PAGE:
People experience economics in their day to day activities without noticing. I personally have experienced it when it comes to budgeting or choosing between certain things to buy. One of the hardest choices I've had to make was when choosing what university to go to. The best University in California, UCLA, has very high standards, very high levels of education and ranked highly so graduating from there would definitely put you at a better chance of employment as opposed to graduating from a community college, but is very expensive when it comes to tuition fees. Since I am an international student the tuition fees are more expensive and come up to about $30,000 per semester which is quite expensive in my opinion or rather for my budget. In comparison to that is a CSU which is not ranked as high and is half the price of Uc's so I had to choose between going to one of the best universities but at a huge expense, with all the benefits, or choosing a CSU which was cheaper but not so advantageous in other categories. I first compared the pros and then the cons and had to lose out in one sector and win in the other. Due to my financial situation I had to choose the cheaper option, and apply to a CSU.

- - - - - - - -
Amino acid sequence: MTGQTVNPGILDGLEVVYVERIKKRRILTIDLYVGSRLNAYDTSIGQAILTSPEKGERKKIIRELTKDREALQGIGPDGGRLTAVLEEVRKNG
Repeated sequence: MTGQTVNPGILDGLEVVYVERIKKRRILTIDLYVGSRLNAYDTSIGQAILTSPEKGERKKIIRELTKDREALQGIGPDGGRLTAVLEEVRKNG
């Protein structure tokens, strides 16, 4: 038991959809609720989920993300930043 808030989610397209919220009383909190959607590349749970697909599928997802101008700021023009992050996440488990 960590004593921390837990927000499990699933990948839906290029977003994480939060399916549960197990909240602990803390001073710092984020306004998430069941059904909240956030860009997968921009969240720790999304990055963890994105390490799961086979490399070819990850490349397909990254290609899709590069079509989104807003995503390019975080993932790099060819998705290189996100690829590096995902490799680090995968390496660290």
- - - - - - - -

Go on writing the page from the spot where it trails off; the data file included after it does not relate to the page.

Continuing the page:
Another economic experience I had was when I had to choose between buying this pair of heels or the text book that was required for the semester. The pair of heels were $65, slightly cheaper than the text book, $80 so it was very hard for me to choose because usually when it comes to making ultimatums, I choose the cheaper one. So I first bought the shoes and went home feeling guilty of course and then my friend told me that I had to do a new assignment which the professor suddenly gave to us on MyEcc and the contents were in this required text book. So I knew that if I did not get the book I would have no other way of doing my assignment over the weekend because the library was closed so I just had to quickly return the pair of shoes and get the money back to add up and get the book.